If concerns arise about the personal suitability of a student to practice from the Indigenous worldview, these concerns will be discussed with you and a plan to address the concerns will be developed. If serious concerns about personal suitability persists, the collective of the program Elders and Indigenous faculty will evaluate if you have the capacity and commitment to practice from the Indigenous worldview. If the collective decision of the program Elders and Indigenous faculty is that a student does not have such capacity or commitment, the program director will counsel and may require the student to leave the program. In this case, the student will be provided with the insights of the program Elders and Indigenous academic staff as to the basis for this conclusion, and he or she would have the right to engage in the existing appeal processes, which are set out in the policies of the Wilfrid Laurier University Faculty of Social Work and the Faculty of Graduate and Postdoctoral Studies.
The Indigenous Field of Study’s program Elders are people who can integrate the needs of the program and Indigenous values and principles. Our program Elders are people who carry their own knowledge and life wisdom with respect, while respecting the locations of our students, faculty and staff. Program Elders uphold the integrity of the Indigenous Field of Study while supporting students in the development of their wholistic healing practice and knowledge bundle. The involvement of program Elders in the Indigenous Field of Study enriches our program with their life experience, knowledge and ability to affirm Indigenous ethics and teachings.
We recognize that the term Elder can foster a variety of meanings and interpretations depending on who is the speaker and who is the listener. For this reason, we have sought to clarify our use of the term program Elder. Program Elders help in the union of Indigenous worldviews within the academy. In our context, program Elder will refer to one’s capacity to carry the vision of the Indigenous Field of Study program and to represent the program in a good way.
Program Elders may carry their traditional medicines and have knowledge of their own traditions and ceremonies. Program Elders will care for the cultural safety of the students, faculty and staff. They will be able to foster culturally safe environments where the integrity of the medicines, sacred circle and sacred teachings are enacted and respected.
The program Elder will be able to ensure that the cultural integrity of the Indigenous Field of Study is upheld.
Program Elders provide quality assurance at all levels to ensure that Indigenous peoples concerns, issues and worldviews are considered and incorporated in the Faculty of Social Work. The presence of a Program Elder can lend the presence of a mentor, aunt, uncle, grandparent or teacher. All of these forms of relationships can contribute to the success of our graduates.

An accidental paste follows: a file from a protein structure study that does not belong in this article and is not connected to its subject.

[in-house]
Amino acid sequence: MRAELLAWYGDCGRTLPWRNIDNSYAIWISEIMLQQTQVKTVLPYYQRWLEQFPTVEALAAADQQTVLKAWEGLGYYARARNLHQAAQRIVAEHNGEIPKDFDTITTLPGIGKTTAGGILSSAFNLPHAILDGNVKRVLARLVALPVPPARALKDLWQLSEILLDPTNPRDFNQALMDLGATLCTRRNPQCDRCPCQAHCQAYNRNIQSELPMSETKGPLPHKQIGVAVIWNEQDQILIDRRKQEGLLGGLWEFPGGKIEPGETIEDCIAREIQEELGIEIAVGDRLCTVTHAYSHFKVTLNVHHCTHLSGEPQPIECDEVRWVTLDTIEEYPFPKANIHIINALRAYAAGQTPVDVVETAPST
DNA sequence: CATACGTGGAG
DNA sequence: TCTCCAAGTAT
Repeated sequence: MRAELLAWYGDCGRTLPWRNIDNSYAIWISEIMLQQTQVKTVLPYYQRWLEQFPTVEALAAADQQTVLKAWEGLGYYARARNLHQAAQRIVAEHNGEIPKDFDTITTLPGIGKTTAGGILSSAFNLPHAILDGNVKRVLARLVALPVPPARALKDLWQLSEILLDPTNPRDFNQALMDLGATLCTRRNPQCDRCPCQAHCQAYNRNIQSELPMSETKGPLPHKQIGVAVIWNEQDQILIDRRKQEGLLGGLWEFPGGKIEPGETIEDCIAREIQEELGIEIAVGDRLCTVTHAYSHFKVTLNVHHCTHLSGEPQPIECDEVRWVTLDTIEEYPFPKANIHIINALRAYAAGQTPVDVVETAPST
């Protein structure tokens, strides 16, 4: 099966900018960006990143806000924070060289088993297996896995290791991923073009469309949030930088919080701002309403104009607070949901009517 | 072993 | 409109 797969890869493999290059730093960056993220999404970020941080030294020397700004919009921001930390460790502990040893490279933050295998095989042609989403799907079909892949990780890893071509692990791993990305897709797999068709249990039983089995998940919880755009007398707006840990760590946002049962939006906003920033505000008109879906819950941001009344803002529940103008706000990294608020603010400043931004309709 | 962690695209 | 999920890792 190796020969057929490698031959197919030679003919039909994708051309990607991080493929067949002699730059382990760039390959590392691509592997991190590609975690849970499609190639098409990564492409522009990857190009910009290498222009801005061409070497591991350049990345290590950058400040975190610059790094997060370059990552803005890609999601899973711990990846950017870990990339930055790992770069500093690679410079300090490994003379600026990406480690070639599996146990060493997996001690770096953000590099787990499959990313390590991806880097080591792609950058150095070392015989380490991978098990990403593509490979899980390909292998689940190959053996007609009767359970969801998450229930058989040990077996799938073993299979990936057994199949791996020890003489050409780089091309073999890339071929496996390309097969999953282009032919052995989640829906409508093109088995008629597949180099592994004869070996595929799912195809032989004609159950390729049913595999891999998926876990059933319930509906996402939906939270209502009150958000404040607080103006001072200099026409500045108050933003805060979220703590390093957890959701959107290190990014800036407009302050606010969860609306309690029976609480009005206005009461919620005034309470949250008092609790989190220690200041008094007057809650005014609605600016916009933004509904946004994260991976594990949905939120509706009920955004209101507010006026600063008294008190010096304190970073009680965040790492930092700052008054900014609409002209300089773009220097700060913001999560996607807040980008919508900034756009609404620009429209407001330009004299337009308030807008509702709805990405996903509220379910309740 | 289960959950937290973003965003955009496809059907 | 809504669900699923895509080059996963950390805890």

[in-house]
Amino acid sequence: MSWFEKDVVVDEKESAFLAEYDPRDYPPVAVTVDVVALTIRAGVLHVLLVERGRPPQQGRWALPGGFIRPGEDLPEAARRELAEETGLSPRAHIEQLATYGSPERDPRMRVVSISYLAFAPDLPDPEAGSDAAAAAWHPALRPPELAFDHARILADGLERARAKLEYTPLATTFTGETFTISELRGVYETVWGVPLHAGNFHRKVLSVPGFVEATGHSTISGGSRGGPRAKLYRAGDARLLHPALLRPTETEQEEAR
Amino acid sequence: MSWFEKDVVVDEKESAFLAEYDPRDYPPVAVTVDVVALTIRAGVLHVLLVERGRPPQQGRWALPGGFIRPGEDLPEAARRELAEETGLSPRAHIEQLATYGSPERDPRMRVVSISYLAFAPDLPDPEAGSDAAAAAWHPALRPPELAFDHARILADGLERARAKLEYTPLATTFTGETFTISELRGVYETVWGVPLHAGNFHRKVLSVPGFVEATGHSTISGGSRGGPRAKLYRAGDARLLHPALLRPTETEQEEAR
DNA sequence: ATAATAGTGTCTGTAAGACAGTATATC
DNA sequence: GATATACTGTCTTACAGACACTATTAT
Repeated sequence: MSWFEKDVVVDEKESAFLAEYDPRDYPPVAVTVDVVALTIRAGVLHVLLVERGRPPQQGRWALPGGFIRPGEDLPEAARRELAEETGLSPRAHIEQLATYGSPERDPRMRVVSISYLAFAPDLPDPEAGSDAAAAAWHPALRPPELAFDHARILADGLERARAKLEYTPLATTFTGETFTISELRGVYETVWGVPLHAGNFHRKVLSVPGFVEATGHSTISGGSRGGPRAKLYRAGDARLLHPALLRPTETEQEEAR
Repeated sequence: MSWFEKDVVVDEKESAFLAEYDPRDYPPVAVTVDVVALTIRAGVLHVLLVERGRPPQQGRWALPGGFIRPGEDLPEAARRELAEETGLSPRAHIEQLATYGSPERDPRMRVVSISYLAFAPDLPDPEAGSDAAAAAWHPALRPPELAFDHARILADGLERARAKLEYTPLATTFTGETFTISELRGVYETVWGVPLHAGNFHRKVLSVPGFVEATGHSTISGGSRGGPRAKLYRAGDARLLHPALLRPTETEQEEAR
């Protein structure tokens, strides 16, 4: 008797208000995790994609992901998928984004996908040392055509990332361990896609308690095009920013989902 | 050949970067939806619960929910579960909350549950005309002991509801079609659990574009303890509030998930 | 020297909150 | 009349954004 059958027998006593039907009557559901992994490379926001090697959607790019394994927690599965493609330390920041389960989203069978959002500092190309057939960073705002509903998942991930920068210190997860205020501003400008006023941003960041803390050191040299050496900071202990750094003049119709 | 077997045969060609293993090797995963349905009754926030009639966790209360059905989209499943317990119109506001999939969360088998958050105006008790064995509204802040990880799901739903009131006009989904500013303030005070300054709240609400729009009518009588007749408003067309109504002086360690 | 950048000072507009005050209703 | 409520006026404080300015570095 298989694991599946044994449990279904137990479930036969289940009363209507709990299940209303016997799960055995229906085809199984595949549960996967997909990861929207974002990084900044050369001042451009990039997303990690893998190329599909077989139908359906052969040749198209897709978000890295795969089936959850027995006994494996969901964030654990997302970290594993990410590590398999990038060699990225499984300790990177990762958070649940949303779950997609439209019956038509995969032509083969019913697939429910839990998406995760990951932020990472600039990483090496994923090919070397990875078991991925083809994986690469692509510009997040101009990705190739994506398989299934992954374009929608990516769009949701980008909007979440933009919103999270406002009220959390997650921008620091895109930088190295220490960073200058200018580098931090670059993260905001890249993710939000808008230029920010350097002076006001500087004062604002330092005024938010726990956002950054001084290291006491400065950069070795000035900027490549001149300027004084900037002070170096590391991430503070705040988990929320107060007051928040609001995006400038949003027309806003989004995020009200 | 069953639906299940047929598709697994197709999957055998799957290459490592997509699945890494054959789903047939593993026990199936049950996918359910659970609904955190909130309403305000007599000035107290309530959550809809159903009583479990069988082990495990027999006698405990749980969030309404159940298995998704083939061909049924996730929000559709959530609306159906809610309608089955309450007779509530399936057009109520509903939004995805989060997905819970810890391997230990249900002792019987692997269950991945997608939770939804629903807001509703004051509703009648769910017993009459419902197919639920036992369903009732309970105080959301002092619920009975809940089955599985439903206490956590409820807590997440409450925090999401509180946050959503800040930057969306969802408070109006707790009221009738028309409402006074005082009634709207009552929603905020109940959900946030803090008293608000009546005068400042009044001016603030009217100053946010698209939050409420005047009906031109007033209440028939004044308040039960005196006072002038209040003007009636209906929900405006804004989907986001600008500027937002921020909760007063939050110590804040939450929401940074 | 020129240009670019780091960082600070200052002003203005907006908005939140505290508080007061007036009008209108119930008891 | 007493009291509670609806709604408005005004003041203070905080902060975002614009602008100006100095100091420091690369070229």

Program Elders provide their observations, reflections and advice with staff and faculty and participate in all areas of program development and delivery. Program Elders provide peer support, and both informal and formal teachings to enhance awareness of Indigenous history and worldview. They can also guide Indigenous and non-Indigenous staff and faculty in the development of their own cultural competency of Indigenous peoples and worldviews. Additionally, faculty can seek out a program Elder for advice and teachings as they strive to integrate Indigenous curriculum and learning processes in their classes. Program Elders are also responsible for teaching courses within the Indigenous Field of Study and in doing so provide culturally responsive learning environments for students to reflect on their own identity and practice.
In all areas of the Faculty of Social Work, program Elders are essential consultants around new developments at the school. They are involved in project conceptions and design from the onset through to completion. Program Elders attend classes, meetings, workshops and conferences, representing the Indigenous Field of Study at university events and in the community.
Program Elders bring community engagement into the Indigenous Field of Study and create a presence of relationships within community. These people help to link culture, community and academy while also teaching students on how to work with community Elders. Program Elders may also facilitate the presence of diverse teachings from a variety of other Elders, nations and communities.
The primary reason for program Elders within the Indigenous Field of Study is to expose students to the respectful blending of culture and professional knowledge in their own learning journeys. They know of the importance of healing and re-learning about our history, worldview, language and culture. A program Elder will walk in a good way with the collective team. These people, because of their own wellness and healing, model and conduct inclusivity at all levels of teaching and learning. The Indigenous Field of Study regards their presence as integral to the delivery of a wholistically based graduate social work program. They provide their reflections and observations of student progress within the program during wholistic evaluations.
Program Elders model and reflect the importance and benefits of living a healthy lifestyle and the importance of healing from the traumas and events that colonialism has created for Indigenous people.